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Wednesday, 11 December, 2002, 11:55 GMT
Scud missiles seized in Arabian Sea
Warplane takes off from US carrier in the Arabian Sea
The US has beefed up its forces in the Arabian Sea
United States experts are examining a ship in the Arabian Sea after it was stopped by two Spanish warships and found to be carrying concealed Scud missiles.

The cargo was found aboard a North Korean ship - the So San - and US officials believe it was bound for Yemen.

Armitage: North Korea is a "major proliferator"

Spanish Defence Minister Federico Trillo told a news conference that 15 complete Scud missile bodies, 15 highly-explosive conventional warheads and nitric acid were found during a search of the vessel by the Spanish navy.

He added that the ship was heading for "a port in the Middle East".

US Deputy Secretary of State Richard Armitage said North Korea was "one of the major proliferators and it appears she was busy proliferating again".

The Yemeni authorities have not yet commented on the seizure, but President Ali Abdullah Saleh confirmed in August that Yemen had bought Scuds from North Korea.

Sources close to the Yemeni Government, quoted by the French news agency AFP, said it was trying to obtain parts for the army's Scud missiles.

US-South Korean talks

US officials said the missiles were similar to ones used by Iraq during the 1991 Gulf War - but a senior State Department official said there was no evidence that they were destined for Iraq.

US and South Korean officials discussed the missile issue in Seoul on Wednesday, in talks which were originally called to discuss a row over the death of two schoolgirls in a road accident involving a US military vehicle. Mr Armitage, who is now visiting China, said the discovery of the shipment was unlikely to change Washington's policy towards Pyongyang.

"Obviously, this was expected by American authorities for some time," he said. "I don't think there's any change. This is not exactly a development that is new."

North Korea, which has admitted having a nuclear weapons programme, has been described by US President George W Bush as being part of an "axis of evil" which includes Iraq and Iran.

The Spanish warships, which had been patrolling in the area as part of a multinational force in the war against terror, called in US explosives experts after putting a search team aboard.

The BBC defence correspondent, Jonathan Marcus, says the incident will revive US security concerns over both North Korea and the Middle East.

Vessel tracked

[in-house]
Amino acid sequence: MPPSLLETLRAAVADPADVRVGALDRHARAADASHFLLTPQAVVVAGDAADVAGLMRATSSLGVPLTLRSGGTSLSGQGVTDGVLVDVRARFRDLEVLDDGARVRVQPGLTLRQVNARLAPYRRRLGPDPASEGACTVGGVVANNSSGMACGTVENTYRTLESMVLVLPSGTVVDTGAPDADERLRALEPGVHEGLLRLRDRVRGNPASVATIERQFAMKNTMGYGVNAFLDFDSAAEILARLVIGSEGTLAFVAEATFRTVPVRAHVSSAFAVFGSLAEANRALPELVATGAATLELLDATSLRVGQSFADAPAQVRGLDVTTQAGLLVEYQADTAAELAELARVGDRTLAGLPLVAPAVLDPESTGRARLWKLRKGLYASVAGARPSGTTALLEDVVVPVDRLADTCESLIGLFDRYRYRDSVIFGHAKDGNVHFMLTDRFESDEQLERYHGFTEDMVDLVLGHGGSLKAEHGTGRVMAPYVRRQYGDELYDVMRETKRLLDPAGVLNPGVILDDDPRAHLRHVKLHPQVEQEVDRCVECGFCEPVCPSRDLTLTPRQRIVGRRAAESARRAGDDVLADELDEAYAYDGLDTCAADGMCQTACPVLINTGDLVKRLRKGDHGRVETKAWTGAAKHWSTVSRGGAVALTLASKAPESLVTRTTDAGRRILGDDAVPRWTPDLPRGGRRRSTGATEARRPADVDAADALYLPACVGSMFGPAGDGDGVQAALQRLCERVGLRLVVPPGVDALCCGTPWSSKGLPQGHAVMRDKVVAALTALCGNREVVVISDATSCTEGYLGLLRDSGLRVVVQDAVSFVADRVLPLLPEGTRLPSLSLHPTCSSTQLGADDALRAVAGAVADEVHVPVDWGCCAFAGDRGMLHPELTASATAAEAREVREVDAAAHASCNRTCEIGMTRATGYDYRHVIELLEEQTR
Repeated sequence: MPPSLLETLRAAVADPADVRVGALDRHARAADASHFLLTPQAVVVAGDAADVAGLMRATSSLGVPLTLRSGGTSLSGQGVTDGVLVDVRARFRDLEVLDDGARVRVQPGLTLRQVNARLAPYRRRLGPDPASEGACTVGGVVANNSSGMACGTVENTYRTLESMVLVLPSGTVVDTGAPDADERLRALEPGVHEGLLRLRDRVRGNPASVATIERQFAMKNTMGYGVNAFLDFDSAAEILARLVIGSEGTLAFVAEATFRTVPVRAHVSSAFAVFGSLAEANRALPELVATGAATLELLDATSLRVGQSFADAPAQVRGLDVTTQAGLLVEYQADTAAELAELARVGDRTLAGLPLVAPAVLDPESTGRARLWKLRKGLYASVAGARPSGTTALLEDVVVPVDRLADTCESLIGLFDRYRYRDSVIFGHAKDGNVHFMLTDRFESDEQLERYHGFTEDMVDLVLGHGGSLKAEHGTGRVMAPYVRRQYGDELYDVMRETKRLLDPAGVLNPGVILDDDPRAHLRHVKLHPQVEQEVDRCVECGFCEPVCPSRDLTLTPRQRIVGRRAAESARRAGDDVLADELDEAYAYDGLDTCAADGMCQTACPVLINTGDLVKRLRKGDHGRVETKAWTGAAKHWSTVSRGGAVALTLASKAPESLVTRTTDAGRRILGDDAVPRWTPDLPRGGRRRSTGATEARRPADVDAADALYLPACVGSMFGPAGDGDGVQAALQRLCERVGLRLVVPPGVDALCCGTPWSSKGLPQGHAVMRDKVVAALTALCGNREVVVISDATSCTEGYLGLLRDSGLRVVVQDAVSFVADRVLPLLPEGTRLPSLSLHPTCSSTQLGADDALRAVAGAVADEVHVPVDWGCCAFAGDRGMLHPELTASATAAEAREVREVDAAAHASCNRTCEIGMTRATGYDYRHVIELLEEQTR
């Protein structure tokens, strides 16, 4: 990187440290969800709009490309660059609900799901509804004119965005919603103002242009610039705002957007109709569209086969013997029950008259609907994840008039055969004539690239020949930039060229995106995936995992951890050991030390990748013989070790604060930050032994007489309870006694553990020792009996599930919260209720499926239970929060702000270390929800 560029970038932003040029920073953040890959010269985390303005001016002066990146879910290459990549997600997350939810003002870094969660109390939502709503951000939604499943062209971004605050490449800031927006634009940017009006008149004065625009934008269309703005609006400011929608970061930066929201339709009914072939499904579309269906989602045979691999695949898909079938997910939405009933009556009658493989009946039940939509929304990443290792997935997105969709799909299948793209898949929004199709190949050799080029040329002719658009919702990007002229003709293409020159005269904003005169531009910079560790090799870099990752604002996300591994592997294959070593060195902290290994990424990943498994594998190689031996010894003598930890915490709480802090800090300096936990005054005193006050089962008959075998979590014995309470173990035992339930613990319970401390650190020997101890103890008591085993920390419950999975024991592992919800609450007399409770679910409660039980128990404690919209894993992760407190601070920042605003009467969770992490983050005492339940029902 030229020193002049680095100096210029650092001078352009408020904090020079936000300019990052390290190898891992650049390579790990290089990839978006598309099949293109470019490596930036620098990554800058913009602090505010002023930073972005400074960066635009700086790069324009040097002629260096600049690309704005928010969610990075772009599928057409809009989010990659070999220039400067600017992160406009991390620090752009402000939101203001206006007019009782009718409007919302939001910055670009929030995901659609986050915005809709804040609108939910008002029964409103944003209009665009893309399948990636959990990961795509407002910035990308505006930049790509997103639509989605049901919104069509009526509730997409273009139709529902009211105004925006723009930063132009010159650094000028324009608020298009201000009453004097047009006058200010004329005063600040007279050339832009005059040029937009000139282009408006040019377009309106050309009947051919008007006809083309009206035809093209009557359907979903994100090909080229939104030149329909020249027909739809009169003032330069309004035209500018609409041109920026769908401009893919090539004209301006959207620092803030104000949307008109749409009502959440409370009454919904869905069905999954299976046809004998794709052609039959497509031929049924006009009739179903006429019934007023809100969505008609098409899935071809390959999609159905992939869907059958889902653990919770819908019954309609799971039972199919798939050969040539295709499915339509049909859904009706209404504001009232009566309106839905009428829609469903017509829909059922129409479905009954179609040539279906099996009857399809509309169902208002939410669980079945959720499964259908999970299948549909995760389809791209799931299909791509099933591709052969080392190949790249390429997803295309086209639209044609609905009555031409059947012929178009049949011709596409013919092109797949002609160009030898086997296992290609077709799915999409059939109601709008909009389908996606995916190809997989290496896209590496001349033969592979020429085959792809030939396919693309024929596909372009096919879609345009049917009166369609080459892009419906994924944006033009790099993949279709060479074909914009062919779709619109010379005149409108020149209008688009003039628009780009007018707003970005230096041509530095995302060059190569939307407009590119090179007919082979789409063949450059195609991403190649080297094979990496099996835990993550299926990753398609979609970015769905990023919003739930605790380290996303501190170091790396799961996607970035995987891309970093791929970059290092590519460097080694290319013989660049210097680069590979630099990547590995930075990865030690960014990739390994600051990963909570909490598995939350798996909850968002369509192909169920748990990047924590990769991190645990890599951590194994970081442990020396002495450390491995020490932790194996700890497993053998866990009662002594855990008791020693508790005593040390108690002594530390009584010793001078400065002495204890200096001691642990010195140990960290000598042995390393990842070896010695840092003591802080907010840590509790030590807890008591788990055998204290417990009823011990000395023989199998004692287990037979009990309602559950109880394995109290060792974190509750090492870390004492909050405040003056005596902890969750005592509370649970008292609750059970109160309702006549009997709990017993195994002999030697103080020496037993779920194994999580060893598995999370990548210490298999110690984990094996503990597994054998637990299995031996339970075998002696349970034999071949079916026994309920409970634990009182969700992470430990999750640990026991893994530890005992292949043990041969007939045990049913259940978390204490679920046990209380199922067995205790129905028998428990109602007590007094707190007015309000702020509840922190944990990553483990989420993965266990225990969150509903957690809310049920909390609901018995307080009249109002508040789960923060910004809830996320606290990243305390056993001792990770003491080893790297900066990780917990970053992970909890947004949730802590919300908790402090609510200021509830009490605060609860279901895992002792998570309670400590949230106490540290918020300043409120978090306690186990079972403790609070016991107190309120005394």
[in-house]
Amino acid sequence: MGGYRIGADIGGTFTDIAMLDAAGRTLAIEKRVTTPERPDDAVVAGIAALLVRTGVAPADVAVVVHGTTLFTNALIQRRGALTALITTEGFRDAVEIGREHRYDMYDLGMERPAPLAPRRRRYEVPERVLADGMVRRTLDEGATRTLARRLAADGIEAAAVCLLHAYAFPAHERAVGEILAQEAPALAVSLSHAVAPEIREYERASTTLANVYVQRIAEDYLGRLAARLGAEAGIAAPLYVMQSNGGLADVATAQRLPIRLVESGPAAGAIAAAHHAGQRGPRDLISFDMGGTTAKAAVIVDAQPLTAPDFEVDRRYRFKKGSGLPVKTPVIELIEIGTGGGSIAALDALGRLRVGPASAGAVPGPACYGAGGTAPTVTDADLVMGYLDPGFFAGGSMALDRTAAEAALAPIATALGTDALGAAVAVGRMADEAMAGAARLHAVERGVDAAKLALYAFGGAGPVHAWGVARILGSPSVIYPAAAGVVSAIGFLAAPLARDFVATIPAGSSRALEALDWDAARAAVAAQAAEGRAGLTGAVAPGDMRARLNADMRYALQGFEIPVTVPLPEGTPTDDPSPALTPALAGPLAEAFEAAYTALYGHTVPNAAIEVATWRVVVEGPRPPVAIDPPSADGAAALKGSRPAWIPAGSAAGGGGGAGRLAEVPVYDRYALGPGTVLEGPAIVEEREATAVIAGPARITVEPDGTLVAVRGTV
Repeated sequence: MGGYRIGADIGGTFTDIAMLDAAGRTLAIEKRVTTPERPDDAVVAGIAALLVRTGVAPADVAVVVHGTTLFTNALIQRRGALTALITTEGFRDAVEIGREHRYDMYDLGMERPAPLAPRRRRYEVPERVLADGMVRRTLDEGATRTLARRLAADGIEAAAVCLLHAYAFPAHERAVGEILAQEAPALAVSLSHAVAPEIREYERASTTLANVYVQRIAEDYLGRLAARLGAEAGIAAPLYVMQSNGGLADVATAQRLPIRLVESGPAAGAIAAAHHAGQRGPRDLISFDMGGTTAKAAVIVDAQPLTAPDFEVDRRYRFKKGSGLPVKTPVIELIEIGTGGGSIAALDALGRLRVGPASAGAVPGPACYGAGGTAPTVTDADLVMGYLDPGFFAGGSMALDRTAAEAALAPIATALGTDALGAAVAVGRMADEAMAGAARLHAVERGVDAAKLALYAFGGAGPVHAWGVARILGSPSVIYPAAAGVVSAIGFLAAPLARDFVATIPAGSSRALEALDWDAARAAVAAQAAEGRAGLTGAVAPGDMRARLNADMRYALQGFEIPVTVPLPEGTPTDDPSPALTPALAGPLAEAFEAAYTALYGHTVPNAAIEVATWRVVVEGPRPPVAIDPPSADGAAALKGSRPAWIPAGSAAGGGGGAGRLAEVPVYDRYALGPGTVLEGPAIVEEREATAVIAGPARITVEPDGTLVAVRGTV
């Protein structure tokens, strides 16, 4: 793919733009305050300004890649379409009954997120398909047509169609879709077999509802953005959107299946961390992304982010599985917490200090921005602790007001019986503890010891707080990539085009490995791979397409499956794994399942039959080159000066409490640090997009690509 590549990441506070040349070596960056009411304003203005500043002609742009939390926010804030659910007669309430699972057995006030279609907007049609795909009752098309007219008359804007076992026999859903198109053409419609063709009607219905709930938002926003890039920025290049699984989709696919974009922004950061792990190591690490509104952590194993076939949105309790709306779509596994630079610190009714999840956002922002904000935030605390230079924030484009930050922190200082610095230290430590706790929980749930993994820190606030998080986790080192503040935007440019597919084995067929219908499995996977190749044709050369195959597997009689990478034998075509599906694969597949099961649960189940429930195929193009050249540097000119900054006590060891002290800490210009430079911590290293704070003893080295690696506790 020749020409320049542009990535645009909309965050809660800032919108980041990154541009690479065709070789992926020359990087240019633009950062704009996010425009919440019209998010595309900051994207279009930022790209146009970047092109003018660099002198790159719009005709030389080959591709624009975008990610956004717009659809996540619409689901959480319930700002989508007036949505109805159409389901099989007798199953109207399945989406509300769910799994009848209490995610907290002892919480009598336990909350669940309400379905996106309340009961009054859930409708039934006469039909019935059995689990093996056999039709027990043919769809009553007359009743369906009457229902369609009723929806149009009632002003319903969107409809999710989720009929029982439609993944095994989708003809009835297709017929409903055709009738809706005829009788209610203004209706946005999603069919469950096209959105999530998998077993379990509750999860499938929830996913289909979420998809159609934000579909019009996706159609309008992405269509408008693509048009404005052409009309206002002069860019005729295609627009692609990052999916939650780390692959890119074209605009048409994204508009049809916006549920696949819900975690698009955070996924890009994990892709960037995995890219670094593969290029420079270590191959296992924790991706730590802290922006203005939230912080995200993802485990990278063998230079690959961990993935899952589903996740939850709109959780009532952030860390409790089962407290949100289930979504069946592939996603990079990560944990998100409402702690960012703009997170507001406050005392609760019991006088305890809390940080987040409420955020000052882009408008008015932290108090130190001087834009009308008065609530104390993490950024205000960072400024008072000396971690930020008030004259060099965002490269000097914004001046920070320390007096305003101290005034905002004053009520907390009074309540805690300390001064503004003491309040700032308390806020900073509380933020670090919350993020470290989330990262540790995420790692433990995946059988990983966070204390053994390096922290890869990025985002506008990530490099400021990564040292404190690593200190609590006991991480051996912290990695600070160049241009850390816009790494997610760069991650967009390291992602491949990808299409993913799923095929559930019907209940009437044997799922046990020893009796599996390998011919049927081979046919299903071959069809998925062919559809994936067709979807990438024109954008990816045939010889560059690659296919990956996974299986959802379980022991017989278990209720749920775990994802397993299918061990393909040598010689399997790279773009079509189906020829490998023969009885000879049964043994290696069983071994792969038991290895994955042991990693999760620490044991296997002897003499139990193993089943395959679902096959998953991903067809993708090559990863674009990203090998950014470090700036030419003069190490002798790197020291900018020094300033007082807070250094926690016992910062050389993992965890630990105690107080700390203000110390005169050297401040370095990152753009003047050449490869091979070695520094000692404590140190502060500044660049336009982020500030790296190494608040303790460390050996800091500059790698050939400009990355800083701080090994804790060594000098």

Twenty-three containers filled with the arms were reportedly found aboard the ship, concealed under 40,000 sacks of cement.

Scud missile in its launcher
North Korea has sent missiles to Yemen before

US intelligence had been tracking the vessel closely before it was stopped and boarded about 960 kilometres (600 miles) east of the Horn of Africa, unnamed US officials told news agencies.

"We have made no final determinations as to the intended destination of the ship," said White House National Security Council spokesman Sean McCormack.

Warning shots

A Spanish defence ministry source told Reuters news agency that the So San had been listed in a database as "suspected of illegal trafficking".

The Spanish defence minister said it was flying the Cambodian flag.

The Spanish frigate Navarra and an accompanying support ship, the Patino, called on the cargo ship to stop its engines and fired warning shots when it refused.

When the Spanish officials boarded it, they found that the captain was North Korean - they then alerted a US ship in the area which sent out inspectors.

Washington imposed sanctions on North Korea after it supplied Yemen with Scud missiles in 1999-2000, in a deal which Yemen vigorously defended at the time.

Although Yemen was accused by the US of "harbouring terrorists" in the wake of the 11 September attacks on America, its government has co-operated in the war against terror.

Our defence correspondent says it is a mystery why Yemen would want to expand its existing missile force at this time.

While there is nothing to link this cargo to Iraq, both ends of this deal will alarm the Bush administration, our correspondent says.

Regional tour

The boarding of the ship comes as US Defence Secretary Donald Rumsfeld is touring the region.

After visits to Eritrea and neighbouring Ethiopia he is to go on to Djibouti, where several hundred US troops have been training in preparation for possible strikes against militants.

Last month, the US killed six "dangerous" al-Qaeda suspects in Yemen, when an unmanned aircraft operated by the CIA fired a missile destroying a car.

The men were alleged to have been responsible for the bombing of a US warship in Aden harbour two years ago.

The BBC's Bob Berry
"There is nothing to link this cargo to Iraq"
The BBC's Frank Gardner
"These are long range missiles which can carry nuclear, biological or chemical warheads"
Aiden Foster Carter, Leeds University
"North Korea would sell anything to anyone"
See also:

11 Dec 02 | Asia-Pacific
10 Nov 02 | Americas
17 Nov 02 | Middle East
08 Nov 02 | Africa
07 Nov 02 | Middle East
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